White rice vinegar improves pancreatic beta-cell function and fatty liver in streptozotocin-induced diabetic rats
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Vinegar is a traditional remedy for ailments including diabetes. This study was conducted to investigate the beneficial effects of vinegar in streptozotocin (STZ)-induced diabetic rats. STZ-induced diabetic rats were orally administered with white rice vinegar (WRV, 2 ml/kg body weight per day, n = 6) or with an equal volume of drinking water (n = 6) for 1 month. Fasting and random blood glucose was measured from tail vein samples. Body weight, 24-h food and water intake were monitored 1 week and 1 month after STZ injection. Fasting serum insulin concentrations were assayed using ELISA. Pancreatic beta- and alpha-cell proportions were measured using immunofluorescence microscopy. Periodic acid Schiff staining was performed to access glycogen contents and histological changes in liver tissues. Compared with control animals, the WRV-treated rats had less weight loss, lower fasting and random blood glucose, higher fasting serum insulin and higher beta-cell proportion. The WRV treatment also improved fatty changes and glycogen storages in the liver of STZ rats. Oral intake of WRV improved fasting hyperglycemia and body weight loss through attenuating insulin deficiency, pancreatic beta-cell deficit, and hepatic glycogen depletion and fatty changes in STZ-induced diabetic rats.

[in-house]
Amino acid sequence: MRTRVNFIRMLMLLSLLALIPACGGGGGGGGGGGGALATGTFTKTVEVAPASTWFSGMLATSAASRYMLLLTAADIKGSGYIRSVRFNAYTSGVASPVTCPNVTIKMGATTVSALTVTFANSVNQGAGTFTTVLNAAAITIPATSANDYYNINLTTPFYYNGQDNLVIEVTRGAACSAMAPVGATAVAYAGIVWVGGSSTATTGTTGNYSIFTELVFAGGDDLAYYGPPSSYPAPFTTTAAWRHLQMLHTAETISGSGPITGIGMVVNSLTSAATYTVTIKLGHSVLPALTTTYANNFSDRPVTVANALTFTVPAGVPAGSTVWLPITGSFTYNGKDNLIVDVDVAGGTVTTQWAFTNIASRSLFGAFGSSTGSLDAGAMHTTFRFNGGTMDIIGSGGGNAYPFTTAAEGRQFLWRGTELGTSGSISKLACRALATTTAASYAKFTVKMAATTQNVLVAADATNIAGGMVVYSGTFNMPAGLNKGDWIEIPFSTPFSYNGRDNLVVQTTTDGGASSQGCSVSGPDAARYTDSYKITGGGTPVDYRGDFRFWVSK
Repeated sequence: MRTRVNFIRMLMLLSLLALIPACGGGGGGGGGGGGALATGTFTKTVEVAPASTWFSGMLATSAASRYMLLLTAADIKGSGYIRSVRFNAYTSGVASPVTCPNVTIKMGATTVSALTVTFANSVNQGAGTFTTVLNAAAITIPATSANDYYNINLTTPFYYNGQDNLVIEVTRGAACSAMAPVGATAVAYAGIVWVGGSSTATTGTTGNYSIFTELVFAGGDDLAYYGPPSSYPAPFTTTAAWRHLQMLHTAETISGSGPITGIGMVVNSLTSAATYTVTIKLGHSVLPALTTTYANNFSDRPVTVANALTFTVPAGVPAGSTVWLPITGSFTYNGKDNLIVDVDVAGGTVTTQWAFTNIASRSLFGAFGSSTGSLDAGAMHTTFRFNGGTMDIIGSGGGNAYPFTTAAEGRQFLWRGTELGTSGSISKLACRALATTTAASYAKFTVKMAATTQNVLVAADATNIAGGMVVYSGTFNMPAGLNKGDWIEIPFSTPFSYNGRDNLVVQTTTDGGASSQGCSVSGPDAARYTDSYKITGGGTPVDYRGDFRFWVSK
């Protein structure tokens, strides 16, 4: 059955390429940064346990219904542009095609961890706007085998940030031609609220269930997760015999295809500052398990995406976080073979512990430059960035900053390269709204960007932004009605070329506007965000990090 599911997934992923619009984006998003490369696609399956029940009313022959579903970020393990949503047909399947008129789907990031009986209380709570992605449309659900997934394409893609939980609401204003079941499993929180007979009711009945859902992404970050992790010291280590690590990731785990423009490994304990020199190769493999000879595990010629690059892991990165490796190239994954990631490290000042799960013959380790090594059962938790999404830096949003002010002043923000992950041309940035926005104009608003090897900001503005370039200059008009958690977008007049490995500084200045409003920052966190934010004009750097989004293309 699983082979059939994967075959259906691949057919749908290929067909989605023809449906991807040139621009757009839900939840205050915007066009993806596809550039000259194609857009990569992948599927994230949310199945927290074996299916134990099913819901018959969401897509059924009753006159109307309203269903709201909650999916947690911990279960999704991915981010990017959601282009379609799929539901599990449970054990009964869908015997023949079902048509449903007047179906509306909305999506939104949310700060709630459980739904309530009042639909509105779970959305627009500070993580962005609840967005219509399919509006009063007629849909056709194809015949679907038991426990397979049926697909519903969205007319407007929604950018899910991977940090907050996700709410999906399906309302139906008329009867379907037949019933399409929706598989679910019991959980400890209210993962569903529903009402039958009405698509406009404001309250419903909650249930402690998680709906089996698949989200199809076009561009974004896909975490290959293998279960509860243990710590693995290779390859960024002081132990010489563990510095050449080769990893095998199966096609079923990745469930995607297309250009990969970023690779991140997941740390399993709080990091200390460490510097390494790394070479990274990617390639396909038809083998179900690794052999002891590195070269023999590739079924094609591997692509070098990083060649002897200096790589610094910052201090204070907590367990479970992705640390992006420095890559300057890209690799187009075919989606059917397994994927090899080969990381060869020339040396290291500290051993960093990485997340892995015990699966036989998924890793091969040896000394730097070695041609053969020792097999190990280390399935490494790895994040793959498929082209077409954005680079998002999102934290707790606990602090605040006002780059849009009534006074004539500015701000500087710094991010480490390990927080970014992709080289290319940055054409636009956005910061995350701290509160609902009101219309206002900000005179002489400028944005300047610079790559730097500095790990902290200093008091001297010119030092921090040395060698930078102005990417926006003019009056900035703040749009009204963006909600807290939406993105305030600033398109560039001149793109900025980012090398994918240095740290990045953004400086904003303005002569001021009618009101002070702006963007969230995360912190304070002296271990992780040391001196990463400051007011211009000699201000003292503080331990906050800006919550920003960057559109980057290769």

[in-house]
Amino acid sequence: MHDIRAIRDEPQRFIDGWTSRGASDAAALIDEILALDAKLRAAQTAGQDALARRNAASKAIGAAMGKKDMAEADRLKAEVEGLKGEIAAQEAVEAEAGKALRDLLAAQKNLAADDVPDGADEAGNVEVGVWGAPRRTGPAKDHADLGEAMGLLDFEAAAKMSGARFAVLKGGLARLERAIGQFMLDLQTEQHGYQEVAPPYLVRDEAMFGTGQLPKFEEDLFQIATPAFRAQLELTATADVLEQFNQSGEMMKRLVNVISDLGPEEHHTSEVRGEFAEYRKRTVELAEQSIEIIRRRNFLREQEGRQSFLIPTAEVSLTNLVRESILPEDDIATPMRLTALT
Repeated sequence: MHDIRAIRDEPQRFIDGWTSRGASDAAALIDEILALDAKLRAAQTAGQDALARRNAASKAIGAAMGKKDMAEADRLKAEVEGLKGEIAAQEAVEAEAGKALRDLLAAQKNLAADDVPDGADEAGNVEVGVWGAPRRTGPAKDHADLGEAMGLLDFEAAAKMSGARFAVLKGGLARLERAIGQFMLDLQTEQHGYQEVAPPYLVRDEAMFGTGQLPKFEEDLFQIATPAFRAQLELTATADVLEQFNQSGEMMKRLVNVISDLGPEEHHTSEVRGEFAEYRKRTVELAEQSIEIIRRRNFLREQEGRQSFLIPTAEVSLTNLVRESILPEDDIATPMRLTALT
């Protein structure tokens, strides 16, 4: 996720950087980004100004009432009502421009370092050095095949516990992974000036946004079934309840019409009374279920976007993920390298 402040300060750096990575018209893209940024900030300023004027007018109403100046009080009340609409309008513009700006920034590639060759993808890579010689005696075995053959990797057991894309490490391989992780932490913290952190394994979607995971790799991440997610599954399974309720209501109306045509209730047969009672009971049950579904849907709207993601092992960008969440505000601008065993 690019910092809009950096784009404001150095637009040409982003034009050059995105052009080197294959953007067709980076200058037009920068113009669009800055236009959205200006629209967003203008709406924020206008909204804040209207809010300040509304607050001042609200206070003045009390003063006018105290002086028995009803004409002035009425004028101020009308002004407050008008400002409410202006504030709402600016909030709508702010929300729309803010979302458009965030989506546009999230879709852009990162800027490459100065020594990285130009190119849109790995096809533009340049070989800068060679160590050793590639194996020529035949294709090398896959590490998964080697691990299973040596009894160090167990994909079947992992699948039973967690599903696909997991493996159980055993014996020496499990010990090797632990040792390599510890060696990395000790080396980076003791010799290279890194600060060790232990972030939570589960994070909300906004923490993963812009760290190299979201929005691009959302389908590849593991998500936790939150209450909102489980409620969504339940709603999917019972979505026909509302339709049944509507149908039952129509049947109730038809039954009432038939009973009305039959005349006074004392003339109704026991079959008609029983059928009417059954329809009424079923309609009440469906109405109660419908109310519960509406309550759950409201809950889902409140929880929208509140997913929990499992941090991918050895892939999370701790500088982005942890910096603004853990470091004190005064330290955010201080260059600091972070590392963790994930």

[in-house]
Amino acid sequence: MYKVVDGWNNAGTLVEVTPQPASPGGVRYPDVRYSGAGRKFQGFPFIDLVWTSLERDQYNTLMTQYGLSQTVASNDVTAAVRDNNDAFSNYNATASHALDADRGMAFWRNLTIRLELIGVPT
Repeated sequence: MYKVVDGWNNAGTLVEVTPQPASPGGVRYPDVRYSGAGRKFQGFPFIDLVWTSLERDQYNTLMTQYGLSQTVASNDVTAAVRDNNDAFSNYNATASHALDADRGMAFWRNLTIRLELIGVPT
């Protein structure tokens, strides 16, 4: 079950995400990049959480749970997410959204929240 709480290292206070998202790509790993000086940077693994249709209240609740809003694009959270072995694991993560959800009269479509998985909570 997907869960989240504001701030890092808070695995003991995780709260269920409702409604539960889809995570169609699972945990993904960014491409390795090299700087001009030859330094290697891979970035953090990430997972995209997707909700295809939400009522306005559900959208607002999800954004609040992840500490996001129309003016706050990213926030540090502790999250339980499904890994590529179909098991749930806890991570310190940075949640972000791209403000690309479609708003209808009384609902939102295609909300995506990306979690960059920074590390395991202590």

KeywordsDiabetes Vinegar Insulin deficiency Streptozotocin
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